1. You are not supposed to know everything (or sometimes anything). They hired you for a reason - because they know you have the skills it takes to do the job well.

  2. You will make friends! Just give it time.

  3. Finally, I encourage you to ask questions about things you don’t know or understand. This will save you making mistakes down the track (but remember making mistakes is OK).

It’s natural to feel nervous or like an imposter some of the time. Chances are most of the people at your new job have felt like this at one point or another.

Have faith in your abilities! You got this!

Don’t forget to take…

A positive mindset and can-do attitude!

- Maddi, headspace Online Peer Support Moderator

Plan for your first day and ask lots of questions

One of the toughest things when heading out on my first day(s) was the uncertainty! I wasn’t too sure what it would be like – whether I could heat up food, whether I would get there in time… the list goes on. If you feel like you’re in the same boat, these two things help me:

  1. Asking questions - I always like to ask my manager before starting to clarify the questions on my mind - what I need to bring, what facilities are available to use and other important things like what to wear. If you’re lucky you might be able to head into your workplace for a tour or an in-person meeting before your actual first day!

  2. Creating a plan – How will I get there? When do I need to leave home to get there on time or even 15 minutes early? I also like to have a lunch box with my meals prepped or get my outfit out the night before to make sure I’m ready to go.

Remember to plan something to unwind when you get home too!

Don’t forget to take…

Lunch, snacks, and a water bottle! Keeping hydrated and fuelled across your first day is super important and sets you up to put your best foot forward.

- Jasmine, headspace National Youth Reference Group Member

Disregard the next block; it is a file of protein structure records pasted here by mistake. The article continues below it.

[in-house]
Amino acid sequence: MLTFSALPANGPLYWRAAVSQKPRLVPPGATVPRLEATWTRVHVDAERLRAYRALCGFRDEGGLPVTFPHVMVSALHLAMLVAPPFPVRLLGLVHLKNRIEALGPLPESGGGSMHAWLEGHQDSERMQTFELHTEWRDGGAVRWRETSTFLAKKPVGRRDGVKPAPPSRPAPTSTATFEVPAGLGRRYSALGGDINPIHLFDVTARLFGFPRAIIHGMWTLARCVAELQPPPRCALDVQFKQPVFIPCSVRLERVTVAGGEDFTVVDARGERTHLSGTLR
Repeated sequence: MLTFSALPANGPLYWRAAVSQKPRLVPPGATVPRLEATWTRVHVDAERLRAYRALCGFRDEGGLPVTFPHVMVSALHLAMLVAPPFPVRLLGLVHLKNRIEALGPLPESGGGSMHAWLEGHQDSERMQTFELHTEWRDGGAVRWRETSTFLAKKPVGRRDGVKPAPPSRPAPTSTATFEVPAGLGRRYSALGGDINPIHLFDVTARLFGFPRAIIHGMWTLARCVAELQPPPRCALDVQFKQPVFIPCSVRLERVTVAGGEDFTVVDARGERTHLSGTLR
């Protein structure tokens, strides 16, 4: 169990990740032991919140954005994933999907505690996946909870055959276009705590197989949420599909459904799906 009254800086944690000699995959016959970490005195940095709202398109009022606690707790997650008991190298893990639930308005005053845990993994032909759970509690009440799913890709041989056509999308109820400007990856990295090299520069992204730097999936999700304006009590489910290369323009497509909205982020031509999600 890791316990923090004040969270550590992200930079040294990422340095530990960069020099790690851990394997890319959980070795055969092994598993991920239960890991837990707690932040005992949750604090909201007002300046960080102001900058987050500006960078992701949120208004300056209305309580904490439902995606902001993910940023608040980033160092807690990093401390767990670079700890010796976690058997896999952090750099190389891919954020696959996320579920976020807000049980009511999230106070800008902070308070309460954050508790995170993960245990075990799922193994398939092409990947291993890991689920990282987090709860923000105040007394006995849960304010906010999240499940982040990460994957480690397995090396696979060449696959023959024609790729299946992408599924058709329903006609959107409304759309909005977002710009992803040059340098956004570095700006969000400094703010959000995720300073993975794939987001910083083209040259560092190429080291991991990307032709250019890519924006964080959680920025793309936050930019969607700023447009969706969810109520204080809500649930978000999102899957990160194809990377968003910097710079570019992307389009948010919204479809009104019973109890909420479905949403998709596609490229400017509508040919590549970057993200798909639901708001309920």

Don’t forget to take breaks!

I find it helpful to take lots of little breaks as it helps me to stay calm, focused and not get overwhelmed by all the new information. This might look like going for a quick walk to get some fresh air, grabbing a quick drink or taking a few minutes to go to the toilet. However, if you’re like me, asking for a break on your first day is challenging, it can feel like you’re giving off a bad first impression, but I assure you you’re not. It’s OK to take a break, your manager won’t mind, and I find I feel much more refreshed, ready to meet new people and take in more information.

Don’t forget to take…

A reminder of why you want this job, things you will enjoy and things you are excited about.

- Zoe, headspace Online Peer Support Moderator

Remember, work is only a part of who we are

Starting a new job can take up a lot of energy, and if you're like me you might even be thinking about work when you’re not even at work, particularly in the first few weeks of starting. I find that by reminding myself that work is only a part of who I am and that I have a life outside of work really helps me to keep things in perspective. Booking in social events in advance like seeing my family for dinner, watching my friend’s soccer game, going to the gym, or cooking a yummy meal help me to stay balanced and maintain strong boundaries. This helps me to feel more excited about the new job and ready to learn.

Don’t forget to take…

Your calendar/diary! This way you avoid overcommitting yourself by saying 'yes' to everything in the moment and ensuring you're still making time for the other things in life.

- Grace, headspace National Youth Reference Group Member

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Last reviewed 17 December 2021.